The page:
He is a distinguished scientist at Idaho National Laboratory in areas of processing, characterization, and analysis of novel material systems for both nuclear and non-nuclear applications, including materials for use in high-temperature, space, irradiation, and other extreme environments. He is the U.S. Department of Energy (DOE) technical lead for the DOE Advanced Reactor Technology Graphite Research and Development program, responsible for thermo-mechanical testing of nonirradiated and irradiated graphite and composites, development of test standards and code case development for determining material properties of nuclear graphite and composites. He holds a doctorate in materials science and engineering from University of Idaho, a master’s degree in nuclear engineering from University of Illinois, and a bachelor’s degree in nuclear engineering from University of California at Santa Barbara.
He is a research and development scientist at Idaho National Laboratory (INL) leading the Engineering Scale Nuclear Fuel Simulation team. His work focuses mainly on the development of INL’s nuclear fuel performance code, BISON, and on advanced modeling of fission gas behavior in nuclear fuel. He earned his master’s and doctorate degrees in nuclear engineering from Politecnico di Milano, Italy. He has 10 years of experience in nuclear fuel modeling and simulation. Prior to INL, he worked at the European Commission in Karlsruhe, Germany, and the Halden Reactor Project in Norway. His research encompasses various areas of nuclear fuel modeling, including fission gas release and swelling in oxide fuels, fuel rod performance during design-basis reactor accidents, and modeling of accident-tolerant fuel concepts, including uranium silicide fuel and iron-chromium-aluminum steel claddings.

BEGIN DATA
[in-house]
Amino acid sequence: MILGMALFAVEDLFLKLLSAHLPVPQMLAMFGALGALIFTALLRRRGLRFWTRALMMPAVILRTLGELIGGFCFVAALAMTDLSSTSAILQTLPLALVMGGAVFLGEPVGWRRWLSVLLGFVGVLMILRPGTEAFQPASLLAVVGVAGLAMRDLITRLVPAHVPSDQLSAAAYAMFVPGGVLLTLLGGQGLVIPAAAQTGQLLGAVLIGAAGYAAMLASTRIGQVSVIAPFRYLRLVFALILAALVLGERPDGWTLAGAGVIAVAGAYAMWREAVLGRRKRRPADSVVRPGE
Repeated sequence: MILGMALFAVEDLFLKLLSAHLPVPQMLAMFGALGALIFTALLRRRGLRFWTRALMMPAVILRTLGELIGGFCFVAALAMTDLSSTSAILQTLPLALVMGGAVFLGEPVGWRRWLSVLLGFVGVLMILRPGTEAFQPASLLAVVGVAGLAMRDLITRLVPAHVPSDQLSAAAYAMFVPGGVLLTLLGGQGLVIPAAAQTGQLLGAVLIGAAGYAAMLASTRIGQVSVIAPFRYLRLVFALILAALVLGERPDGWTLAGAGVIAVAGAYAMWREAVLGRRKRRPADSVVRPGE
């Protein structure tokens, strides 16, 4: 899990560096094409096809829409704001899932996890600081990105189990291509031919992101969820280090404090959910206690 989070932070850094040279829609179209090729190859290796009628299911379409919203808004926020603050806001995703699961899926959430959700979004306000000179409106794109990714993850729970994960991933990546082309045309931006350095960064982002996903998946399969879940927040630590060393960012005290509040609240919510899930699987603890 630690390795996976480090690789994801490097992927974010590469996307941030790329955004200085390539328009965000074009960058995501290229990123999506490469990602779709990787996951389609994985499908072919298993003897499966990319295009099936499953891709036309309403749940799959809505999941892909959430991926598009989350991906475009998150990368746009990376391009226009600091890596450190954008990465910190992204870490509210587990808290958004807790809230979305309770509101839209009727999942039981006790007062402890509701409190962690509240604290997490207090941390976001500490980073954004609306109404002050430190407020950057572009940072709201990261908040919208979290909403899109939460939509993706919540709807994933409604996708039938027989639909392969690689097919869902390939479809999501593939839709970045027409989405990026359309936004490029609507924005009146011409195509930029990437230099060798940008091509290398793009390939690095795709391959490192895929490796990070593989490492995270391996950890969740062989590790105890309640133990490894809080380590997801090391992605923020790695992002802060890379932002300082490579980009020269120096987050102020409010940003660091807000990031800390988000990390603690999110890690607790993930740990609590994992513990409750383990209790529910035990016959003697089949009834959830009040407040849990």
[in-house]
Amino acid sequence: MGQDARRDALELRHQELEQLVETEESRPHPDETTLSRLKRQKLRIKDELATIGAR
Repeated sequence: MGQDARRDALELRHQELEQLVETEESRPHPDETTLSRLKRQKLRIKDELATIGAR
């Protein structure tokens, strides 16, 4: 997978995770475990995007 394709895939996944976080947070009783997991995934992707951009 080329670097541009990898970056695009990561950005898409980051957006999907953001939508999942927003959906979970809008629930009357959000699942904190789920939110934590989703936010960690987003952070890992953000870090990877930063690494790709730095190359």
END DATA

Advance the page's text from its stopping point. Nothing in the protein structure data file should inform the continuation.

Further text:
He is a senior staff scientist and team lead for materials processing within the Applied Materials and Performance Group at Pacific Northwest National Laboratory. His research focus is on the formability, joining, and manufacturing of materials for industrial applications, and in the development of new solid state joining and processing technologies for advanced materials for future energy applications, including vehicle technologies, power generation, hydrocarbon, and chemical transport and processing. He has been researching and developing Friction Stir Welding and Processing at the lab since 1997. He currently leads a portfolio of projects investigating Friction Stir Joining and Processing as a new manufacturing technology and programs in solid-state compaction and processing of new materials for high temperature and high-performance applications. He has over 25 publications on solid state joining and processing, more than 30 years’ experience in the microstructural and mechanical characterization of materials, and in the exploration of process/property relationships.